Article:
(46e) Novel Characterization of Critical Micelle Concentrations of Block and Gradient Copolymers In Homopolymer: Effects of Sequence Distribution, Composition and Molecular Weight

Sandoval, R. W. - Presenter, Northwestern University
Williams, D. - Presenter, Northwestern University
Wong, C. - Presenter, Northwestern University
Kim, J. - Presenter, Northwestern University
Roth, C. B. - Presenter, Northwestern University

Over the past thirty years, many theoretical studies have examined the effects of block copolymer composition and molecular weight as well as homopolymer molecular weight on the critical micelle concentration (CMC) of block copolymer in homopolymer. However, because of a lack of appropriate experimental methods, very few experimental studies have been performed to test the theoretical results. Here we describe a simple, novel, fluorescence-based method for characterizing the CMC values of styrene-containing block copolymers in homopolymer and extend this approach to a novel class of materials known as gradient copolymers, in which the sequence distribution along the length of the copolymer chain gradually varies from one comonomer to another.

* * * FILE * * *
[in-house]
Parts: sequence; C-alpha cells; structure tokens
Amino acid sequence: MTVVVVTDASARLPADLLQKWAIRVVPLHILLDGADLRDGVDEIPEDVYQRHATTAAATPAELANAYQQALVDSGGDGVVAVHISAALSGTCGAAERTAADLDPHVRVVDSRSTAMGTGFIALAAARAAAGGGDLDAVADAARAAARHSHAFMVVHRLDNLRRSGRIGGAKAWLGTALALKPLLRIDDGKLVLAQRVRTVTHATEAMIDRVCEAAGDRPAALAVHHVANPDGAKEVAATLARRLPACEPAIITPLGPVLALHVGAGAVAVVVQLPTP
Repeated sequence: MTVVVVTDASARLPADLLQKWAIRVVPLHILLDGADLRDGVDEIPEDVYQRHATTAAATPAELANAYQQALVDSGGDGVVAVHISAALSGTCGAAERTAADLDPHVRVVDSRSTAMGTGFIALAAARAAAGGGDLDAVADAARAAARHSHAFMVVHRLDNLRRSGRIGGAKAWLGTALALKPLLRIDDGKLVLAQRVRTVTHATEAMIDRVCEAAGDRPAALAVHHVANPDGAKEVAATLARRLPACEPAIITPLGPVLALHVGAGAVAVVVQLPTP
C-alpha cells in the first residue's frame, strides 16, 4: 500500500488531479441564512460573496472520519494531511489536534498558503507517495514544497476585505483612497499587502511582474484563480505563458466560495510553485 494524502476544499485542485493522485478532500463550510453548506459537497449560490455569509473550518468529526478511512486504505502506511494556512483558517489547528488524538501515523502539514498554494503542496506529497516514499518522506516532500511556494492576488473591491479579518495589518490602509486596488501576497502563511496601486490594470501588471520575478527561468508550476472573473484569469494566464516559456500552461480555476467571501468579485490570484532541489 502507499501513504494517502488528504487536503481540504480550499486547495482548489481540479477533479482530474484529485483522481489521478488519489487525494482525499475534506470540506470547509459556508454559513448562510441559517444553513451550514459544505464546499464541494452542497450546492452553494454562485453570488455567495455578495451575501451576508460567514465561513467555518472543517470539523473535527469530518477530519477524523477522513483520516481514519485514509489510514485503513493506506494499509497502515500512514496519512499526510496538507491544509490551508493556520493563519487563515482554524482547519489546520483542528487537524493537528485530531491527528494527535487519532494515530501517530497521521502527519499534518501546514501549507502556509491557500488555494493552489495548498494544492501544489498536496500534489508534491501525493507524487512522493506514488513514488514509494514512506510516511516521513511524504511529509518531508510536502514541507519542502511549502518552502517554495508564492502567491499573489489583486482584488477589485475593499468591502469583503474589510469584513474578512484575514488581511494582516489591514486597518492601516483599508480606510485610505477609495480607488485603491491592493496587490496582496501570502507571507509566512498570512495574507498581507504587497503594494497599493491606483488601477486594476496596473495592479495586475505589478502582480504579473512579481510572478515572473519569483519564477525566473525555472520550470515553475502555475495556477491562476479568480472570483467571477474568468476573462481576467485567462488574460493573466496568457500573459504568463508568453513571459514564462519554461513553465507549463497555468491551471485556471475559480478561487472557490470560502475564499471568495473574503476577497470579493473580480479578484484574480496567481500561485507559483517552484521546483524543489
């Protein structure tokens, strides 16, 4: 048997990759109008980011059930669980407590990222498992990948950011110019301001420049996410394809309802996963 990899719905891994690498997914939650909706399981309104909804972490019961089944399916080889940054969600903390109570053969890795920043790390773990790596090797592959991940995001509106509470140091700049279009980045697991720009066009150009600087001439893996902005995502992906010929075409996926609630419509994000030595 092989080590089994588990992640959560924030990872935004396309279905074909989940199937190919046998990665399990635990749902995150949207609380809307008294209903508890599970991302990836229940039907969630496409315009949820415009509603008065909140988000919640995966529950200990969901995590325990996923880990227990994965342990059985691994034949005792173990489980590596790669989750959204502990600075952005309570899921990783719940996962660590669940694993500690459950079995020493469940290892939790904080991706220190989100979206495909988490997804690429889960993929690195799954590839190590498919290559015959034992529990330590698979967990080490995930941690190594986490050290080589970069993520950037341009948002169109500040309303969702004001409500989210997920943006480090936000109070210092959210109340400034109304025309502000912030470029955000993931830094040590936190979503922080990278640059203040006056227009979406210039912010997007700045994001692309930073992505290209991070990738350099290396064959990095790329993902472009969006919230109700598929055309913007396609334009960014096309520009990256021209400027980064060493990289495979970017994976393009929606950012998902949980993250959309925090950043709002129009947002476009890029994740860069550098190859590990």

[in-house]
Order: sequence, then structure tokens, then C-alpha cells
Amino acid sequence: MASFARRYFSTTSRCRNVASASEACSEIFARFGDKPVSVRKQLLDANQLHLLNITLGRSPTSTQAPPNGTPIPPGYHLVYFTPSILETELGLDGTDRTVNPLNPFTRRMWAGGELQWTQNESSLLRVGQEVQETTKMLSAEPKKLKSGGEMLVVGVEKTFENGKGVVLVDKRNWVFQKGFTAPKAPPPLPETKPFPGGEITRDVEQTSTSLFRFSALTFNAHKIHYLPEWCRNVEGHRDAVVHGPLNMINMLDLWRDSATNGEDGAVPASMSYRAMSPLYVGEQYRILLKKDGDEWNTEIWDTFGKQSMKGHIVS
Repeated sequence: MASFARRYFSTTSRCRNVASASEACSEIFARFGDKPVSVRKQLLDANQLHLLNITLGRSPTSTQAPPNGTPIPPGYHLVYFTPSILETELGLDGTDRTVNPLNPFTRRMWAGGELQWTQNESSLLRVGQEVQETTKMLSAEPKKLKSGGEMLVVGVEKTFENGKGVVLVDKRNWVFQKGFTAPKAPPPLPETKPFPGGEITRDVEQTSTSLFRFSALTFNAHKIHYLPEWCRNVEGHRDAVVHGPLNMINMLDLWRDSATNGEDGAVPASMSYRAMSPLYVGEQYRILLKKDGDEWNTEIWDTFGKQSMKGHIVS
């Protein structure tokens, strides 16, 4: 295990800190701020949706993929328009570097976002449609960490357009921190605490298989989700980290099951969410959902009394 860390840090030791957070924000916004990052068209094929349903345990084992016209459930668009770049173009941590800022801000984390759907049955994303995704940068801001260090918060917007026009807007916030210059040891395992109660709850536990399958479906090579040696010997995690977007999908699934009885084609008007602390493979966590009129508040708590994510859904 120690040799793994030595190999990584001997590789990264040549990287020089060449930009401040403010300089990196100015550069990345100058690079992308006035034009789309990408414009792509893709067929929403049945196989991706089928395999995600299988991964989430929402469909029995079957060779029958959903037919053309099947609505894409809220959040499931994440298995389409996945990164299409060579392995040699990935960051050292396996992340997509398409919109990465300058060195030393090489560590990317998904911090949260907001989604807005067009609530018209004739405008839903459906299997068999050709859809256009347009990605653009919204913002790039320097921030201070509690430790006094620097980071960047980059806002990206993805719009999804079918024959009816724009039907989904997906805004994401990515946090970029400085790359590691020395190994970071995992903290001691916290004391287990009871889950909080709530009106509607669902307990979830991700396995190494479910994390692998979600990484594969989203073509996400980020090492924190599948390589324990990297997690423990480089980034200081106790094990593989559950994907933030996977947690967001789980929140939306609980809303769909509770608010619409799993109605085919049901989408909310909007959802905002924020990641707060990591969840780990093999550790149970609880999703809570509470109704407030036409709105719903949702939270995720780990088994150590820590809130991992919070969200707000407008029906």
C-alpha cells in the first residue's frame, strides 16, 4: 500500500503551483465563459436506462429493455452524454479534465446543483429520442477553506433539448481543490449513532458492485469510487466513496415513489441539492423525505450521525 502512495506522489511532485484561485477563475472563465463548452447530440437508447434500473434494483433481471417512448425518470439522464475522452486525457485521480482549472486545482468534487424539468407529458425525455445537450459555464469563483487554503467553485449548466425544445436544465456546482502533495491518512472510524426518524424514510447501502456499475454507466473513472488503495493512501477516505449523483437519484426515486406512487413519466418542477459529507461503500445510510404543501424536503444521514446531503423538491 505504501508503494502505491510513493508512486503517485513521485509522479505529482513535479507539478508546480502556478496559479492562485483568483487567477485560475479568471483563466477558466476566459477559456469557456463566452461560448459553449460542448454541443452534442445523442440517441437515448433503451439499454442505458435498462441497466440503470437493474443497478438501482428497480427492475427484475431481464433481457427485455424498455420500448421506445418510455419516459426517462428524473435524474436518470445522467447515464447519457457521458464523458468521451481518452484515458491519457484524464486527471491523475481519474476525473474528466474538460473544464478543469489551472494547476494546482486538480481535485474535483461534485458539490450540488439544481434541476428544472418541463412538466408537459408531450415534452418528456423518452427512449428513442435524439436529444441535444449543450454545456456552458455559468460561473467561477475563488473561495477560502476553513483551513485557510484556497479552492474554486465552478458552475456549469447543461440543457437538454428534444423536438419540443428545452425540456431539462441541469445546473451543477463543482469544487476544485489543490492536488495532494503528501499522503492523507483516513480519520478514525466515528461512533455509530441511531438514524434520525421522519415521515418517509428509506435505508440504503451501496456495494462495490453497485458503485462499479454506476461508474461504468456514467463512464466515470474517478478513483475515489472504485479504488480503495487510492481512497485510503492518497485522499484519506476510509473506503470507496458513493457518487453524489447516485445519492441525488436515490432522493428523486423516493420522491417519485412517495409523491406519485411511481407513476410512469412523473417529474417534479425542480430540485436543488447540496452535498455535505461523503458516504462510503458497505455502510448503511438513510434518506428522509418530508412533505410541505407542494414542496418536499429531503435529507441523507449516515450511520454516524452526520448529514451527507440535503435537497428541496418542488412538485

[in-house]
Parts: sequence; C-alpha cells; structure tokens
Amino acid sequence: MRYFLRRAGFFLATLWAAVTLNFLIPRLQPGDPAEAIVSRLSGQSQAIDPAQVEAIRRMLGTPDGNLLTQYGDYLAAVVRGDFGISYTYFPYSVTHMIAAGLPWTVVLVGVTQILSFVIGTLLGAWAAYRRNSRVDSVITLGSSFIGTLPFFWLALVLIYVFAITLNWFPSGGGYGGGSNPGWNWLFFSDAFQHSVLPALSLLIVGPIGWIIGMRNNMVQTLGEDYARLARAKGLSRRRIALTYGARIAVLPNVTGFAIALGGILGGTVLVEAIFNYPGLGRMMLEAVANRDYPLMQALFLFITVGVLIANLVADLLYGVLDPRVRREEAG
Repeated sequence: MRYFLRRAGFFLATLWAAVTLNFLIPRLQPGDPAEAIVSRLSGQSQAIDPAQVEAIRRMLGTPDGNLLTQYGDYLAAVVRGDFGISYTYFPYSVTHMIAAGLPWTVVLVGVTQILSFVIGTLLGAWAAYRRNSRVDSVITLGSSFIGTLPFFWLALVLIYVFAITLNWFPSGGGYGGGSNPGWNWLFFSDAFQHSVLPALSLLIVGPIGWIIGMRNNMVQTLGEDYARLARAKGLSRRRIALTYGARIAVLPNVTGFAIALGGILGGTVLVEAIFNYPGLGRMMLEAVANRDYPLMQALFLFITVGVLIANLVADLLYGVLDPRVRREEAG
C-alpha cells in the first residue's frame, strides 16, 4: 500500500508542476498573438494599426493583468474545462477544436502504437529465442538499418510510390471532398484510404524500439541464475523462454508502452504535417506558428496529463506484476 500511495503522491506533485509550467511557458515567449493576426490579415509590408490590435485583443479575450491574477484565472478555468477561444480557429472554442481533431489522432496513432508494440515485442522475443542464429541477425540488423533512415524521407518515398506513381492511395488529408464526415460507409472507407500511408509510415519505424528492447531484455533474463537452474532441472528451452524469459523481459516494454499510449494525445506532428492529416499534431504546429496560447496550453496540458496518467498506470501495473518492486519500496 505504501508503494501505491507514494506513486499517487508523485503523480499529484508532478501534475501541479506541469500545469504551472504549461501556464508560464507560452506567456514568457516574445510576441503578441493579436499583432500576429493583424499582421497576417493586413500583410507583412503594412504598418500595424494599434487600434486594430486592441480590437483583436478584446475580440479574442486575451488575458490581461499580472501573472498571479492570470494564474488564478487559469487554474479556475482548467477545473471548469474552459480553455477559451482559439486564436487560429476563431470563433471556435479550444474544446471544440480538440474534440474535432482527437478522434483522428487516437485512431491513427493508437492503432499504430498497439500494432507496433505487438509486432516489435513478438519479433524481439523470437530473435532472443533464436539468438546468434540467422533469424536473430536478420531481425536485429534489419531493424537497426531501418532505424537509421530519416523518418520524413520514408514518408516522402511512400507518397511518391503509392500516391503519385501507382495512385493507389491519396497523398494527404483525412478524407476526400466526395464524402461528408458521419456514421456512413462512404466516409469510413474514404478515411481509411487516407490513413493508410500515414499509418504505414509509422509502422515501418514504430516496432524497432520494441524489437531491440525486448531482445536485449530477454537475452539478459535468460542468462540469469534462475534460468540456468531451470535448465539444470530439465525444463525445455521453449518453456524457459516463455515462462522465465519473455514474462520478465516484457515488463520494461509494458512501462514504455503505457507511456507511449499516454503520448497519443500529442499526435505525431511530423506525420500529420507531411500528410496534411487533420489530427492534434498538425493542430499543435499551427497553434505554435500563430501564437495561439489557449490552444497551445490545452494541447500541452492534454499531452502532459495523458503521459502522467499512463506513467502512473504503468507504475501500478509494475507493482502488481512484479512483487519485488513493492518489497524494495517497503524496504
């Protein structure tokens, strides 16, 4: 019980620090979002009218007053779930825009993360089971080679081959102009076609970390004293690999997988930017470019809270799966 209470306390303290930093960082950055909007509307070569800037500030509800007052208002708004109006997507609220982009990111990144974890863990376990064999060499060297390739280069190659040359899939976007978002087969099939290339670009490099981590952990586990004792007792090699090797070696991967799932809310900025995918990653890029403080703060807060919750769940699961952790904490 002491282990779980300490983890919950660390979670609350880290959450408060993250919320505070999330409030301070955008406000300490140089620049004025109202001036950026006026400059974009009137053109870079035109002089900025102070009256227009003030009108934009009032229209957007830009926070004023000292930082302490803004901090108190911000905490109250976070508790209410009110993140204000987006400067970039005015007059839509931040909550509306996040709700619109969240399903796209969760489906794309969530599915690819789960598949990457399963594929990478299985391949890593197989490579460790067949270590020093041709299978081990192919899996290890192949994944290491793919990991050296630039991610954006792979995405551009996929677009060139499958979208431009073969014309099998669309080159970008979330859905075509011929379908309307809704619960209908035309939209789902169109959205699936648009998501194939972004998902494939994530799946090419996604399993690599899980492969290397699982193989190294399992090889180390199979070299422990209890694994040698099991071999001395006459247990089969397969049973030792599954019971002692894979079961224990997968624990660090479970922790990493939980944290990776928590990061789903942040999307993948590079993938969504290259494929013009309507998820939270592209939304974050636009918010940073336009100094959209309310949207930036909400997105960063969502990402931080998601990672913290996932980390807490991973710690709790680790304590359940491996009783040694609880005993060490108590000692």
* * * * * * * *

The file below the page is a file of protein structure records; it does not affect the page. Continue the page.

At concentrations below the CMC, the fluorescence spectrum of the styrene units in styrene/methyl methacrylate block or gradient copolymers in blends with poly(methyl methacrylate) exhibit a strong peak centered at 280-285 nm, which is associated with fluorescence from a single excited-state phenyl ring and is called monomer fluorescence. At concentrations above the CMC, a second peak centered near 330 nm becomes evident. This lower energy fluorescence arises from excited-state dimers which form from two phenyl rings arranged in a sandwich-like conformational state and is called excimer fluorescence. This is easily explained because when micelles are formed, there is a high local concentration of styrene units in the micelle core, which accommodates excimer formation and fluorescence. A plot of the ratio of excimer fluorescence intensity to monomer fluorescence intensity as a function of weight percent copolymer increases abruptly at the CMC, allowing for simple, quantitative determination of CMC values. Our studies reveal that the CMCs of block copolymer in homopolymer are approximately an order of magnitude lower than those of gradient copolymers of similar molecular weight and composition. Studies to test particular theoretical pictures of micelle formation of block copolymers in homopolymer are underway, and our investigation is being extended to examine a broad range of styrene-containing copolymer and homopolymer systems.